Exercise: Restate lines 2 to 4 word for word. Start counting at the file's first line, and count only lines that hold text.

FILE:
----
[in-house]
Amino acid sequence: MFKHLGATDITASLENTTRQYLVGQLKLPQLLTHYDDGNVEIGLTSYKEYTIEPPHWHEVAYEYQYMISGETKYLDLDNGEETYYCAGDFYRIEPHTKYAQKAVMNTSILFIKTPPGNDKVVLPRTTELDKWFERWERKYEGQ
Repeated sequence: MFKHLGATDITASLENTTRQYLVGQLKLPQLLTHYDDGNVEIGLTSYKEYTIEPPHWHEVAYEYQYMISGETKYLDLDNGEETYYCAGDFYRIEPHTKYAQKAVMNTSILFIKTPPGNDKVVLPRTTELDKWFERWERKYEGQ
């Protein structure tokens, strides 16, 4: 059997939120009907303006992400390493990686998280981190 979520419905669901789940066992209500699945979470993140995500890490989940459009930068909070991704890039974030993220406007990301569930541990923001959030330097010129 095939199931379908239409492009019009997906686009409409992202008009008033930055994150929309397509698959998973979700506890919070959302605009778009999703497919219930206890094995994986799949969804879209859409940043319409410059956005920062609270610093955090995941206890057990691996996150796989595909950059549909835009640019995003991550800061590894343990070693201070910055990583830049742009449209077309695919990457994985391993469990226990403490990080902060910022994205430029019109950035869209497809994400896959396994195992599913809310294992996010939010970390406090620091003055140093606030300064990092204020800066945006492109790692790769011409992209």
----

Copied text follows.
Amino acid sequence: MFKHLGATDITASLENTTRQYLVGQLKLPQLLTHYDDGNVEIGLTSYKEYTIEPPHWHEVAYEYQYMISGETKYLDLDNGEETYYCAGDFYRIEPHTKYAQKAVMNTSILFIKTPPGNDKVVLPRTTELDKWFERWERKYEGQ
Repeated sequence: MFKHLGATDITASLENTTRQYLVGQLKLPQLLTHYDDGNVEIGLTSYKEYTIEPPHWHEVAYEYQYMISGETKYLDLDNGEETYYCAGDFYRIEPHTKYAQKAVMNTSILFIKTPPGNDKVVLPRTTELDKWFERWERKYEGQ
């Protein structure tokens, strides 16, 4: 059997939120009907303006992400390493990686998280981190 979520419905669901789940066992209500699945979470993140995500890490989940459009930068909070991704890039974030993220406007990301569930541990923001959030330097010129 095939199931379908239409492009019009997906686009409409992202008009008033930055994150929309397509698959998973979700506890919070959302605009778009999703497919219930206890094995994986799949969804879209859409940043319409410059956005920062609270610093955090995941206890057990691996996150796989595909950059549909835009640019995003991550800061590894343990070693201070910055990583830049742009449209077309695919990457994985391993469990226990403490990080902060910022994205430029019109950035869209497809994400896959396994195992599913809310294992996010939010970390406090620091003055140093606030300064990092204020800066945006492109790692790769011409992209």